NAS: Dos and Don’ts of First Dates

Hello again! Apologies for the lack of blogging. I draft these on work breaks and lately just haven’t been able to post them. Plus last week I kinda sorta maybe didn’t want to admit that I wasn’t progressing very much with my healthy, wealthy, and wise goals. But I soldier on!


This week’s NAS topic: First Dates!

What are those things that we should be doing, and the things that we shouldn’t be doing? They can be from the physical parts (clothes to wear, places to go, things to say) or emotional parts (talking about it all the time, planning the future, etc). We can all learn something in hindsight, so what are your tips to share?

First and foremost, DO be sure that this is a date—not a “come to this party where I might mack on another girl later;” not a “I’m going to the mall for a present for my mom, want to tag along?”; not a “I got a spare ticket to the game, and my buddies will be all around us”; but an honest to goodness date—he is taking you out to get to know you better.

Do wear a flattering outfit appropriate for the occasion and what you are comfortable in—but punched up one notch above your everyday clothes, either with accessories, shoes, or something. Spring is coming for the northern gals, and you will be a wonder and delight in a skirt or casual dress next to those still in jeans or yoga pants. (But if you absolutely do not want to wear a dress or skirt, at least wear a pretty top over a dressier jean—think dark wash—and accessories). Some may want to revoke my feminist card (the one that says women are cool, treat us with equal dignity) for what I’m about to say, but I really believe many guys appreciate it when we dress in a feminine way. Let’s put it this way: I’ve always gotten compliments, second glances, eye twinkles in skirts, dresses, lacy tops; and almost no attention when in jeans and an unremarkable sweater or top.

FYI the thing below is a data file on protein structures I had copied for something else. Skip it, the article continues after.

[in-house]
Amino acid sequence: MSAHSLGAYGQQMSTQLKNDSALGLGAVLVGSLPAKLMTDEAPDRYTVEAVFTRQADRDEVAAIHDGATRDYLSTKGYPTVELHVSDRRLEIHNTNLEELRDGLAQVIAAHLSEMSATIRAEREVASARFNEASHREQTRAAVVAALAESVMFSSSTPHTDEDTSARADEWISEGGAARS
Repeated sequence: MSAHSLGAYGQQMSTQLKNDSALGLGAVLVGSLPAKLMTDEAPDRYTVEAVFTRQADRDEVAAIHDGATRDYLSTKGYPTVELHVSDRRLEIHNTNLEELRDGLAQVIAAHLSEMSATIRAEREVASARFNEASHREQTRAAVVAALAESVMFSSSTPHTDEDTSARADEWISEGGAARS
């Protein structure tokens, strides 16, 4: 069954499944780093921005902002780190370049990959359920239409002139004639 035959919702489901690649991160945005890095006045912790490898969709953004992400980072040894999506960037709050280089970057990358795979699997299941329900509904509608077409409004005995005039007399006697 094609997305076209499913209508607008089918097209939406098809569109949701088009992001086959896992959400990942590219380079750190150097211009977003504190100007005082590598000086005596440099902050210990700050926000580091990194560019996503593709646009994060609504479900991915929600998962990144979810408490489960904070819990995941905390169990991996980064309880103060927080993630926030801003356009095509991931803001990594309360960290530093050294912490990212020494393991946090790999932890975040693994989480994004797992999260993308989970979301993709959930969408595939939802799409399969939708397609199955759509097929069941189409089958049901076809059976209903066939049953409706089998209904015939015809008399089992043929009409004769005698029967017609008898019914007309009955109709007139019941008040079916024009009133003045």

Do go somewhere slightly active and that expresses a common interest, public (especially if you met the guy online), relaxed enough to talk, and with both an escape hatch to leave early if needed and a proximity to another venue to continue a great date. Mr. Sweet and I went apple picking and decided to have lunch at a food truck and do a zip line course.

Don’t go to a movie that eats up the time available to actually learn about one another. Don’t do anything too intimate like cooking dinner at one of your homes.

Do explain the whys behind specifics and engage him in the conversation: “I like Mumford and Sons because…who’s your favorite band and why” not “I like folk rock. What do you like?”

Do ask open-ended, fun questions that reveal a little about the person: “What was the most memorable experience you had while traveling?” Don’t get stuck in a “yes-or-no” rut and don’t forget to ask follow-up questions.

Do show your character: be courteous to wait staff, say thank you, etc.

Don’t mention the following words unless you’ve known the guy, the subject comes up, and you’re speaking about issues generally and not personally or specifically: wedding, marriage (to you), babies, your ex’s name, his ex’s name (if you know), sex, money, politics.

Do speak up if something is a deal breaker and would compromise your enjoying the rest of your time together. Do be honest at the end of the date that the deal breaker (if not an action, but mentality) probably precludes a future for the two of you. Thank him for the time together and wish him well. You don’t want to waste your time, or his for that matter.

Do know that you can leave at any time if the situation merits it. I don’t think it’s necessary Houdini it out the bathroom window, force your friends to accompany you to the mall or even receive fake emergency calls. Simply say: “That makes me uncomfortable. I feel it best I should go. Have a good evening/day.”

Do end the date when you realize you could continue the conversation into the night. Don’t tell all your stories. Save something for dates beyond the first.

Do offer to pay. After surveying several guys of all different stripes, most like the “wallet grab.” They have every intention of paying, but want to know that a) you’re not taking them for granted or b) they get a chance to show off their chivalry.

DO take them up on his offer to pay. Don’t protest. And then if you are moving on to drinks after ice skating or dessert after dinner or are already planning the second date, do say that you would like to treat him. Hopefully y’all will fall into a natural rhythm of mutual treating and charity.

Do smile!